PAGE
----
Privacy watchdog to make inquiries after MoD sends emails meant for US to Mali
The privacy watchdog has said it will make inquiries amid reports that typing errors at the Ministry of Defence led to emails containing information relating to personnel being sent to a Russian ally.
The Information Commissioner’s Office (ICO) said it is aware of the incident and will be “making inquiries”.
The PA news agency understands the ICO has not launched an investigation at this stage.
The Ministry of Defence (MoD) said it is investigating, but insisted it would be misleading to suggest state secrets were sent to Mali’s email domain.
In a statement on Twitter, the MoD said: “We assess fewer than 20 routine emails were sent to an incorrect domain and are confident there was no breach of operational security or disclosure of technical data.
We are aware of this incident and will be making inquiries
“An investigation is ongoing. Emails of this kind are not classified at secret or above.”
An ICO spokesperson said: “We are aware of this incident and will be making inquiries.”
The emails were reportedly intended for the Pentagon but were sent to Mali because of the accidental omission of an “i” from an email address.
British officials sent the messages to an address ending with the west African country’s .ml domain, rather than the US military’s .mil.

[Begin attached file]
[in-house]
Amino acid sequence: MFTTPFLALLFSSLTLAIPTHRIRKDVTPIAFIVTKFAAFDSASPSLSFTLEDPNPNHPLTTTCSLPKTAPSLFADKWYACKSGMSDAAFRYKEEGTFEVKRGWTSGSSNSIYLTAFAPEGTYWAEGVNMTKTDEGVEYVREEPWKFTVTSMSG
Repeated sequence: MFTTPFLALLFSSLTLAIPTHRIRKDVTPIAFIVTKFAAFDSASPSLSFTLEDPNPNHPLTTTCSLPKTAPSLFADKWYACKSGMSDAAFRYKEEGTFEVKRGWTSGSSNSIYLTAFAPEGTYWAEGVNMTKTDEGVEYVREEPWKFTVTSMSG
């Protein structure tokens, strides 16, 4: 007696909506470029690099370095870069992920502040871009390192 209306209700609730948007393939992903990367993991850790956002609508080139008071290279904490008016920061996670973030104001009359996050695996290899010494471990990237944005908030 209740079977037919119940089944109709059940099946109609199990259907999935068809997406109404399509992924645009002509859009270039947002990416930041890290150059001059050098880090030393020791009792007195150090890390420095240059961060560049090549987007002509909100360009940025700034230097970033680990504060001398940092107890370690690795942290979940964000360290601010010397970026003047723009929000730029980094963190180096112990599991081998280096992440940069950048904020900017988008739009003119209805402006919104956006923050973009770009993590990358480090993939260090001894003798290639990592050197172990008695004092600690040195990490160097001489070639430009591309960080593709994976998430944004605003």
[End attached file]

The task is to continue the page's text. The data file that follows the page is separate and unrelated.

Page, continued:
The same error in the US was revealed last week to have resulted in millions of military emails going to Mali.
The Times reported that one email sent to Mali this year revealed the names of British and American personnel researching hypersonic design.
Most of the emails contained trivial information, including dates when MoD and Foreign Office staff were on holiday, the paper reported.
The MoD said on Thursday: “All sensitive information is shared on systems designed to minimise the risk of misdirection.
“The MoD constantly reviews its processes and is currently undertaking a programme of work to improve information management, data loss prevention, and the control of sensitive information.”
Mali was among the six African countries promised free grain shipments by Russian President Vladimir Putin after the collapse of the Black Sea deal with Ukraine.
Moscow’s Wagner mercenaries have also been deployed in Mali to fight alongside the army against jihadists.
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